James Delingpole James Delingpole

Impossibly exciting: Sky Atlantic’s ZeroZeroZero reviewed

I’ve been quite desperate for genuinely watchable television and this new series from the creator of Gomorrah delivers in spades

Dane DeHaan is absolutely first rate as the simultaneously messed-up yet fantastically competent Chris Lynwood. Credit: © zero cubed, LLC

ZeroZeroZero is the impossibly exciting new drugs series from Roberto Saviano — the author who gave us perhaps my all-time favourite TV drama Gomorrah. What I love about Gomorrah is its utter ruthlessness and total artistic integrity. It’s set amid the warring drugs factions of the Neopolitan mafia (the Camorra) and never at any point do you feel that authenticity is being sacrificed for reasons of marketability or politically correct sensitivities or narrative arc. Not without reason has it been called the series ‘where characters die before they become characters’.

Saviano himself has paid a terrible price for his honesty. He grew up among those Neapolitan gangs — ‘I saw my first corpse in my first year of secondary school’ — and has described their world with such fidelity that he is now a marked man. ‘This life is shit — it’s hard to describe how bad it is,’ he has said of his miserable peripatetic existence, now mainly in the US, with bodyguards, continually shifting travel arrangements and windowless rooms. Perhaps this is why mirth is largely absent from his creations.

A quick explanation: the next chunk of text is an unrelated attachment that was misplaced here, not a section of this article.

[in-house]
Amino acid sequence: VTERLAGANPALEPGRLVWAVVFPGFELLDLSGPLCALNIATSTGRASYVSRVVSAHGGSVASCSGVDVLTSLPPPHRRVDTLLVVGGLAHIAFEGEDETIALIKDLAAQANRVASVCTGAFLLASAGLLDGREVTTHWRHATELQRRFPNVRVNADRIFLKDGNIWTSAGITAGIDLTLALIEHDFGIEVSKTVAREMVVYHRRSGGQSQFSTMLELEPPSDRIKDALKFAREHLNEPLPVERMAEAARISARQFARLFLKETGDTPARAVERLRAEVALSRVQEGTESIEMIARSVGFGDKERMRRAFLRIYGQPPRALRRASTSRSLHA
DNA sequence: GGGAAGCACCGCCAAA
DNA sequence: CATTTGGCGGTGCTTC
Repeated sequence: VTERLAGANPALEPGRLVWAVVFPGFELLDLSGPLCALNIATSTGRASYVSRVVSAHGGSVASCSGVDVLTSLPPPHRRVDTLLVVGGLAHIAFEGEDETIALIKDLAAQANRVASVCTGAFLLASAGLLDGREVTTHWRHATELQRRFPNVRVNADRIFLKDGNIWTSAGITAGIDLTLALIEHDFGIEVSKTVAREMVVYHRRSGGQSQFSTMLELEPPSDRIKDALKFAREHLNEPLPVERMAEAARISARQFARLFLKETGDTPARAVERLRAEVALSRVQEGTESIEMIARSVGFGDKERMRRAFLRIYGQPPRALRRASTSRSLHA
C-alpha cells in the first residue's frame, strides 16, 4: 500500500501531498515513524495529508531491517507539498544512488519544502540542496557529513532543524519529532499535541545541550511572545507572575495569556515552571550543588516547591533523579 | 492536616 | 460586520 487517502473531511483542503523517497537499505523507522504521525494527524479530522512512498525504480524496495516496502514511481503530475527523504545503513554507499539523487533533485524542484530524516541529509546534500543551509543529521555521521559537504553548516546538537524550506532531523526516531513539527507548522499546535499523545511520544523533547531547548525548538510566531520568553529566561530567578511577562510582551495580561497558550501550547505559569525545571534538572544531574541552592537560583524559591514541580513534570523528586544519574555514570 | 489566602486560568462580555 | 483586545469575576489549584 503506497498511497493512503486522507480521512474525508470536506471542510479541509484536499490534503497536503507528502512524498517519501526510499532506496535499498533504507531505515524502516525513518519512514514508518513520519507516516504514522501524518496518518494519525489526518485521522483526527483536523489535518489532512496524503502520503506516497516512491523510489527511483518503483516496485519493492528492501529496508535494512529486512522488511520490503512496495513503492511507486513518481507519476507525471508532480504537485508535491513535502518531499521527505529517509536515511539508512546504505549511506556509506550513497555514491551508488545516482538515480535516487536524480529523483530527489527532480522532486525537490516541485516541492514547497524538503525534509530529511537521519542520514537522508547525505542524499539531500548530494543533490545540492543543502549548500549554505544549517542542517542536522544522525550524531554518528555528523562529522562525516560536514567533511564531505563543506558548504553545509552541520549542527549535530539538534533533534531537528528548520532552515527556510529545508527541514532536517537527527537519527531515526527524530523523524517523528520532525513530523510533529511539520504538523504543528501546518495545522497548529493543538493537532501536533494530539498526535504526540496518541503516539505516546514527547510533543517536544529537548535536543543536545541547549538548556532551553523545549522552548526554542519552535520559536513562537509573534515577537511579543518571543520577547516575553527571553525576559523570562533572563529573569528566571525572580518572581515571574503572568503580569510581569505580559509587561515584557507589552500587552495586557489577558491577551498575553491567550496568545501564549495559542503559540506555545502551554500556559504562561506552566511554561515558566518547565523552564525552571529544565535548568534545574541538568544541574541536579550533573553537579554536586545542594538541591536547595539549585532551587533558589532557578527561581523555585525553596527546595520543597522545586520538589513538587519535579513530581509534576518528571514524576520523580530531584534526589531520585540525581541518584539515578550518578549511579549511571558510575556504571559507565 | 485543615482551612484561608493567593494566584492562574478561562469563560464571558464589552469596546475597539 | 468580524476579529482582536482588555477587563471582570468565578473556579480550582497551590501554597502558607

His latest drama is named after the purest level of cocaine, before it gets endlessly cut for the retail market. It tells the story of a single cocaine shipment from South America to Europe from three different perspectives: a Mexican drugs cartel, an ’Ndrangheta clan in Calabria, and the American Lynwood family from New Orleans whose shipping company has for three decades been shifting the stuff across the Atlantic.

I’ve been quite desperate for genuinely watchable television and this delivers in spades

That might sound boringly schematic. Certainly, it lacks the fluidity of Gomorrah, and threatens to turn into one of those non-fiction bestsellers you buy in mild desperation at the airport bookshop, called something like Inside the Cocaine Trade. But there are compensations, one of which is that you get three tense, labyrinthine and gloriously violent thriller plotlines for the price of one.

The most conventional is the English-speaking one, with Gabriel Byrne as the shipping patriarch and Angela Riseborough and Dane DeHaan as the children, Emma and Chris, being groomed for succession.

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